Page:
Bat Bites

 

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These bite-sized bats have an adult-friendly flavor from the goat cheese, cream cheese, and pesto mixture. The kids will love to shape the bats’ bodies, decorate their faces, and give them wings. Keep it simple by preparing just about everything ahead of time.

Ingredients

  • 1 (4 oz.) package cream cheese, softened
  • 8 ounces soft, mild goat cheese, at room temperature
  • 1/4 cup pesto
  • 2 tablespoons coarsely ground black pepper
  • 2 tablespoons poppy seeds
  • 8 pitted olives, sliced
  • 32 peppercorns
  • 32 triangular blue corn chips or free-form wing shapes made from leftover tortillas

Preparation

Mash together cream cheese, goat cheese, and pesto. Chill for 40 minutes.

Shape mixture into 16 2-inch balls, about 1 heaping tsp. each. Roll in black pepper and poppy seeds to cover. Press two olive slices into balls for eyes and place peppercorns in centers for pupils.

Insert chip on either side of the ball for wings; serve.

 

 

Snack-o’-Lantern Fruit Cups via Pennies on a Platter

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Looking for a festive way to serve dessert? Look no further — these carved-out oranges make a perfect container for fruit salad.

 

 

 

Halloween Green Tea Martinis

 

Martini halloween 9-22-14

Ingredients
• 2 ounces vodka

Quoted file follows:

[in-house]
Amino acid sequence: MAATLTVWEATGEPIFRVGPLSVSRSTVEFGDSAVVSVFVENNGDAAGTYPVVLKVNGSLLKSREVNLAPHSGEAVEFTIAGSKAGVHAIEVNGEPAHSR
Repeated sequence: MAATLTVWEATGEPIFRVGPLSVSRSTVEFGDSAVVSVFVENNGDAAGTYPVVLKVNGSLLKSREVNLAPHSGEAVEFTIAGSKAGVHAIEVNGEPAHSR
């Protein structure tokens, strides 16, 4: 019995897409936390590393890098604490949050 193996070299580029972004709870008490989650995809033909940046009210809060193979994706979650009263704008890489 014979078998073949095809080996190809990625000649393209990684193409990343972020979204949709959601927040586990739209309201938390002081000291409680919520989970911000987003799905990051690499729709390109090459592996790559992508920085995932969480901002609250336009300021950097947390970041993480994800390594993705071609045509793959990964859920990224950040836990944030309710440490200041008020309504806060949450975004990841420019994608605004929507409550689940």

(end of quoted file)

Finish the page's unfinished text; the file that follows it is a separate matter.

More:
• 6 green tea bags
• 1-½ ounces fresh-squeezed lime juice
• 1/2 ounce agave nectar

Directions
1. Infuse a 750ml bottle of vodka with 6 teabags, 3 each of Numi Rainforest Green and Numi Ginger Sun, per instructions above.
2. Mix all ingredients except garnishes in a cocktail shaker with ice and shake for 15 seconds. Strain into a martini glass.

 

 

Apple Almond-Butter Bite Backs

Healthy-Halloween2 apples

With apple’s coming into their prime season, it’s no wonder there are two recipes that incorporate them into our list. These Apple Bite Backs look amazing and taste even better, plus they don’t actually bite.

Ingredients:

  • Apples
  • Almond Butter
  • Jam
  • Almond Slices

First slice the apple on either side of the core, leaving 2 halves with the core free standing. Cut the halves into half slices again. Then cut a triangle middle slice out of the skin side of the apple leaving an open mouth shape. Spread the almond butter (or jam) into the mouth of the apple. Stick almond slices in as teeth! (recipe from ohsheglows.com)

 

Vegetable Plater Ideas